A great resource for Canadian VCs is one of our brightest guys in the field - Sean Wise. He has a good blog (he just got married, as you can tell) at http://www.seanwise.com/. He’s also the guy behind Dragon’s Den which is a hit Canadian show where entrepreneurs pitch a panel of Angels/VCs for business funding.

Hope that helps!

Aptera…. 235 mpg at 55 mph
http://www.aptera.com/details.php

I read somewhere that if they stopped making cars today there would be enough cars existing in America to fulfill drivers’ needs for 20 years. The problem is that only a few will be able to afford gasoline to run them.

People like Aptera and ZENN have a HUGE job ahead revising our inventory in 300mpg cars for less than a Chev Malibu.

“I read somewhere that if they stopped making cars today there would be enough cars existing in America to fulfill drivers’ needs for 20 years.”

That’s nothing. Cuba has successfully tried that experiment since 1959, and look how great they’re doing!

http://upload.wikimedia.org/wikipedia/commons/thumb/8/83/Cuban_style_car.JPG/800px-Cuban_style_car.JPG

“The problem is that only a few will be able to afford gasoline to run them.”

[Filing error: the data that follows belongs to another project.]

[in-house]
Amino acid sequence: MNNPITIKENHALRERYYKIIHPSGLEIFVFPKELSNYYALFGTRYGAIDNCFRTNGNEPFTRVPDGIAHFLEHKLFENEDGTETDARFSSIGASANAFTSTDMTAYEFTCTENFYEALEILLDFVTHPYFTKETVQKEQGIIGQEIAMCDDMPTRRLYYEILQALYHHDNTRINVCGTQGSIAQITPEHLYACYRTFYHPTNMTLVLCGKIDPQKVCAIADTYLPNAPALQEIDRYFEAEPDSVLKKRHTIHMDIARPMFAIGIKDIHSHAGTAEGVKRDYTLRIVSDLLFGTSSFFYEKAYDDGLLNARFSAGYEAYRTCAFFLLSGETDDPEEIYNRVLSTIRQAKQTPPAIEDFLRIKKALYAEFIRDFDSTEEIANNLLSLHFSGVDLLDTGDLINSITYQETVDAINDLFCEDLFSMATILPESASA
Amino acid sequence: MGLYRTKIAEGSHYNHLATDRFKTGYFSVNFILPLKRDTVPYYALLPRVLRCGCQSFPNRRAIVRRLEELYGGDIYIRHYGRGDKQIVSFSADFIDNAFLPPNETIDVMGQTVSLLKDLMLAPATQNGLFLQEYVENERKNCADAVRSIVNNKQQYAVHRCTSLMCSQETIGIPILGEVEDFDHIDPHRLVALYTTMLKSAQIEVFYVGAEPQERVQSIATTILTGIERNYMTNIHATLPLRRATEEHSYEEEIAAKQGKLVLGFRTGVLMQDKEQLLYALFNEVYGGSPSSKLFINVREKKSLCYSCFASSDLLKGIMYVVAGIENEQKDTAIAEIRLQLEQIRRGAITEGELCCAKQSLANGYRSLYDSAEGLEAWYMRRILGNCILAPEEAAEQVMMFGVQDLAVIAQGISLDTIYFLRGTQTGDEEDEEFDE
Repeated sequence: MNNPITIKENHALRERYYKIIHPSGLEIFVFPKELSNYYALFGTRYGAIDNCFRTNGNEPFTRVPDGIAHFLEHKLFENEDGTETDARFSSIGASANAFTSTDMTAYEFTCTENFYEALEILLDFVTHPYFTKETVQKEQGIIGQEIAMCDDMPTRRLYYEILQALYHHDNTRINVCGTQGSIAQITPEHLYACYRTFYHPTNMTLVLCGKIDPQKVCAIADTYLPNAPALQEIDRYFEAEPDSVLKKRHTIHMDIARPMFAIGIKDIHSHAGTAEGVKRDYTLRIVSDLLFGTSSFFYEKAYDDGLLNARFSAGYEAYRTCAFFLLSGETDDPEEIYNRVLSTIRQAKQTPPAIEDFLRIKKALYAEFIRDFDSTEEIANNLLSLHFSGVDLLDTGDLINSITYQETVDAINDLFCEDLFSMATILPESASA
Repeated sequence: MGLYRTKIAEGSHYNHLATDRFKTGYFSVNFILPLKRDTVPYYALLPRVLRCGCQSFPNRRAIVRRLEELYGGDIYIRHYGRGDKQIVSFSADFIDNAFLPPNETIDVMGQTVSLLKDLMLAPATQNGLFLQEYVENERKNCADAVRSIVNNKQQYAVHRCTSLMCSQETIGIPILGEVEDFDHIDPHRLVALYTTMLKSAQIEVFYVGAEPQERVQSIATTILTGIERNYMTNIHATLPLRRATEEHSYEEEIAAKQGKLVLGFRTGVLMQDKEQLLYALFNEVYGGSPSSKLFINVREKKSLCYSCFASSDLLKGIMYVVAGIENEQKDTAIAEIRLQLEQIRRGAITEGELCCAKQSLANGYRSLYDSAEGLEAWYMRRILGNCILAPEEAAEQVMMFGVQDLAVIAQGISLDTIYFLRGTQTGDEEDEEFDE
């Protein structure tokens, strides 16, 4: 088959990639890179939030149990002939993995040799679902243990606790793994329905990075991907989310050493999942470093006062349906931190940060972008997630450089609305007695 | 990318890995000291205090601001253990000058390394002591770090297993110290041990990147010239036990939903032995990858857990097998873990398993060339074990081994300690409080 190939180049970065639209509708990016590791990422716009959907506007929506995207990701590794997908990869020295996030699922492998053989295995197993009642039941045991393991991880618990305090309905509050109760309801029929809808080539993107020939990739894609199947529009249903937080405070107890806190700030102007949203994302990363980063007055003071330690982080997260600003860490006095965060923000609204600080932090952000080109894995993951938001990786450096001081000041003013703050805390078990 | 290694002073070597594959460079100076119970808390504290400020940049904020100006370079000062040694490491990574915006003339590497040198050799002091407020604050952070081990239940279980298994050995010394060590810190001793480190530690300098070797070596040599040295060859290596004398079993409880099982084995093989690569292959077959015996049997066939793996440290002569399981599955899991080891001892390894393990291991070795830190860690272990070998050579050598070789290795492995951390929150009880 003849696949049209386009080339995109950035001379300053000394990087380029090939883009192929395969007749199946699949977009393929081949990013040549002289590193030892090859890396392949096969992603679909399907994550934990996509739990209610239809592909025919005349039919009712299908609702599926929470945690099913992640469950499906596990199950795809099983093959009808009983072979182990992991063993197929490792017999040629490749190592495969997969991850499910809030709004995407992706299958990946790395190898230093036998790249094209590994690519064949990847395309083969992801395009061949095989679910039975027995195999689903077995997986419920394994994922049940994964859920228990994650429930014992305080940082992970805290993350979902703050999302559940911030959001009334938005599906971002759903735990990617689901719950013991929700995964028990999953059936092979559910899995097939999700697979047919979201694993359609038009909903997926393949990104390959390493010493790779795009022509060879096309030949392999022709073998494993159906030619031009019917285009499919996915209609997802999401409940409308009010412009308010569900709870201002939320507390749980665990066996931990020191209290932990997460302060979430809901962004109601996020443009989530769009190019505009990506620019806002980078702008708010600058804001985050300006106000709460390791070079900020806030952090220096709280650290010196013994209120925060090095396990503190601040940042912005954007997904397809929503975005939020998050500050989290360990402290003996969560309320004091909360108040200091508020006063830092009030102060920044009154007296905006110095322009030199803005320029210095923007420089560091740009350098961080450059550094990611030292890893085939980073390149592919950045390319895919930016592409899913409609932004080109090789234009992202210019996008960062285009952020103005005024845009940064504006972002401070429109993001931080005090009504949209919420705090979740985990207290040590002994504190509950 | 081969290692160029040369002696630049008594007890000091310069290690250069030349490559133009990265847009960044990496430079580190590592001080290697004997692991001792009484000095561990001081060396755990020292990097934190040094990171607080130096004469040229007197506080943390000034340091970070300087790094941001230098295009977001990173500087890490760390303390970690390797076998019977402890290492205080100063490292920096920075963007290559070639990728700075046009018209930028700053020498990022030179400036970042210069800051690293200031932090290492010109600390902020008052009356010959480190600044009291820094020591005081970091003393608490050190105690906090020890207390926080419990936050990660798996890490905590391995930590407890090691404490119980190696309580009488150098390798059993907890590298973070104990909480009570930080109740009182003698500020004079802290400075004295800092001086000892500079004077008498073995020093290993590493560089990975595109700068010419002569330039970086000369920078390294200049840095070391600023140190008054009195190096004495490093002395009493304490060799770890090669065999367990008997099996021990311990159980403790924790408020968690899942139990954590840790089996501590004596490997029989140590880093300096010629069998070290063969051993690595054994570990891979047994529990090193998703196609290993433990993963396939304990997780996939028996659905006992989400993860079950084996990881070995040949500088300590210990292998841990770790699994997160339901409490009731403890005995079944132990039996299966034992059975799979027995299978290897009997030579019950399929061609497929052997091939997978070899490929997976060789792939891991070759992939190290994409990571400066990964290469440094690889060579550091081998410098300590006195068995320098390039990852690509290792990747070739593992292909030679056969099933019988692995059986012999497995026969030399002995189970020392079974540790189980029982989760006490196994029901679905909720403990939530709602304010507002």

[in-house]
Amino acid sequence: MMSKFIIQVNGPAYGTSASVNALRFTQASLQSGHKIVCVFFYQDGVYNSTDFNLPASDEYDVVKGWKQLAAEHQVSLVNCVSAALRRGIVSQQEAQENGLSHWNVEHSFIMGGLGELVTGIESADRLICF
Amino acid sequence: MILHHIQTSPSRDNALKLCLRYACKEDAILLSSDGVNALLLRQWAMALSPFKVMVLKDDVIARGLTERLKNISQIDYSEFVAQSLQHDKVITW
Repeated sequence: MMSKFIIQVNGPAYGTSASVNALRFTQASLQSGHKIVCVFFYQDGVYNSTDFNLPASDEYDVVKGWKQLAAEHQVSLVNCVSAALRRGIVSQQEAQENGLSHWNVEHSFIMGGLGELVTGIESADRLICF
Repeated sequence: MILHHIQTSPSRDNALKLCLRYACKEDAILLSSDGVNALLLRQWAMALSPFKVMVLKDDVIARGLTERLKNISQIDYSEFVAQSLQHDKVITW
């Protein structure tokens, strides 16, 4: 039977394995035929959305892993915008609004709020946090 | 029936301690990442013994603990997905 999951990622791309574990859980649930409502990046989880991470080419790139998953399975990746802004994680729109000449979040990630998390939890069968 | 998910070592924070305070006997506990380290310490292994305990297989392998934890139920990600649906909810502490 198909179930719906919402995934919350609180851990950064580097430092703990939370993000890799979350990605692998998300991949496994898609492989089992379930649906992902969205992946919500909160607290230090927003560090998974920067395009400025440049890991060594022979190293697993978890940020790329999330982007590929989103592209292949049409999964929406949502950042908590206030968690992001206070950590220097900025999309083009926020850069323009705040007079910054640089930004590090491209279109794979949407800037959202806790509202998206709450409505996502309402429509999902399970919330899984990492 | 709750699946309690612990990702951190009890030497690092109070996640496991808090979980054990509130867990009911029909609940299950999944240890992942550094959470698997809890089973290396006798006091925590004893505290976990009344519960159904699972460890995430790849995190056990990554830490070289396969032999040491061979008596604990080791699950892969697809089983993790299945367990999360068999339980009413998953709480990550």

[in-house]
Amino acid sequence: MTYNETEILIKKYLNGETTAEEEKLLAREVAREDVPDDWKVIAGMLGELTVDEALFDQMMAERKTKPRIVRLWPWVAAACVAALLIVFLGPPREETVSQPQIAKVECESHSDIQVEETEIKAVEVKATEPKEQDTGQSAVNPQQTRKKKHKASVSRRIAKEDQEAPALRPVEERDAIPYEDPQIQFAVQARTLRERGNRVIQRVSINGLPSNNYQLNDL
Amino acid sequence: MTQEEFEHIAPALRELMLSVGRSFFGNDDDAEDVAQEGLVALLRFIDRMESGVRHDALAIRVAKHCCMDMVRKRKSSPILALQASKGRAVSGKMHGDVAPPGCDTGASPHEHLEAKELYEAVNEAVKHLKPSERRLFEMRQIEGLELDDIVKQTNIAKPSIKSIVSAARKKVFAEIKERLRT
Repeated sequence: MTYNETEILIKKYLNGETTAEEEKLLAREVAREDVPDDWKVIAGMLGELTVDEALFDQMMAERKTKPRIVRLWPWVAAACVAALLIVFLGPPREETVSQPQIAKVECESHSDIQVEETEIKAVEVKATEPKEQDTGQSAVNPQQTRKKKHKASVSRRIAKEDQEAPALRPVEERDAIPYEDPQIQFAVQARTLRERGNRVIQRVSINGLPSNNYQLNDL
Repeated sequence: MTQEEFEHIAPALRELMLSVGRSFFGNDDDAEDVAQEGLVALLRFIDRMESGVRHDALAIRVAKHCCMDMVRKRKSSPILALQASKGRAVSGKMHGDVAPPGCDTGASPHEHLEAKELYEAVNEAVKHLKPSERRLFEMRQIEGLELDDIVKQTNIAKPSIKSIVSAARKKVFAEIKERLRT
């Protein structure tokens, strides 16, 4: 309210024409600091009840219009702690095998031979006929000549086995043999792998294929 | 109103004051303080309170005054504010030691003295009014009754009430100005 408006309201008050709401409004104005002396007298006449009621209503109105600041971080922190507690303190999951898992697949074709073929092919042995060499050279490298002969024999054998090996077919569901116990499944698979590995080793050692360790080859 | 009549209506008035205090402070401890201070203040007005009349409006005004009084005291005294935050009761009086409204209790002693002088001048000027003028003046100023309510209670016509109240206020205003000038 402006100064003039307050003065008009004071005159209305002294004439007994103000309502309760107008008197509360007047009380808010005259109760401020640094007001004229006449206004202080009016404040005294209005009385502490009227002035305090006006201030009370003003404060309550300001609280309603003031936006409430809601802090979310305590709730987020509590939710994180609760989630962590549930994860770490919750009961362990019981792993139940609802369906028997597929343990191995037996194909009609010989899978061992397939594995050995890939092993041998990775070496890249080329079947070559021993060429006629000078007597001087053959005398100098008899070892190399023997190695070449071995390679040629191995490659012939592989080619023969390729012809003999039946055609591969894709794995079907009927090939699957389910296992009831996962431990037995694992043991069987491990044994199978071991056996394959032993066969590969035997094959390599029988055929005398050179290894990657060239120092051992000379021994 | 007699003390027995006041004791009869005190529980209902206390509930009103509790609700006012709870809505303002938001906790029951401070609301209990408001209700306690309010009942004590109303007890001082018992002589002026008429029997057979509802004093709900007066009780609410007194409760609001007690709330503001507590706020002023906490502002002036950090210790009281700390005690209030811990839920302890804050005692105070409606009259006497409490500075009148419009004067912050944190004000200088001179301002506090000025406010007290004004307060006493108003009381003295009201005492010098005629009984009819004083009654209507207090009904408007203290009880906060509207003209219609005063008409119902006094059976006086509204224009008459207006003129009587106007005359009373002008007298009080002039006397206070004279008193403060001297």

Not a problem for party members, or the likes of important people like Al Gore, apparently. So why worry, comrade? Besides, when you fly around in private jets, what do you need with a mere car?

“Aptera…. 235 mpg at 55 mph”

Great. They’ve reinvented the old BMW Isetta. Can you guess why BMW doesn’t make Isettas? Because nobody wants an Isetta.

….and a stupid one at that!

What, pray tell, is so “stupid”, Tom? You seem to be playing your usual one-note samba of declaring any comment you don’t like by the word “TROLL”.

Don’t hold out on us, man. Tell us what’s on your mind. What brilliant insights do you have on the subject?

Or are you really as stupid and belicose as you make yourself out to be?

One lacking intelligence.
How’s that, any better?
Don’t want to hurt the TROLL’S feelings now do we?
Especially one that does a multi-note samba and doesn’t hesitate to deliver HIS questionable belicose “insights” on any comment that HE doesn’t like.

[x]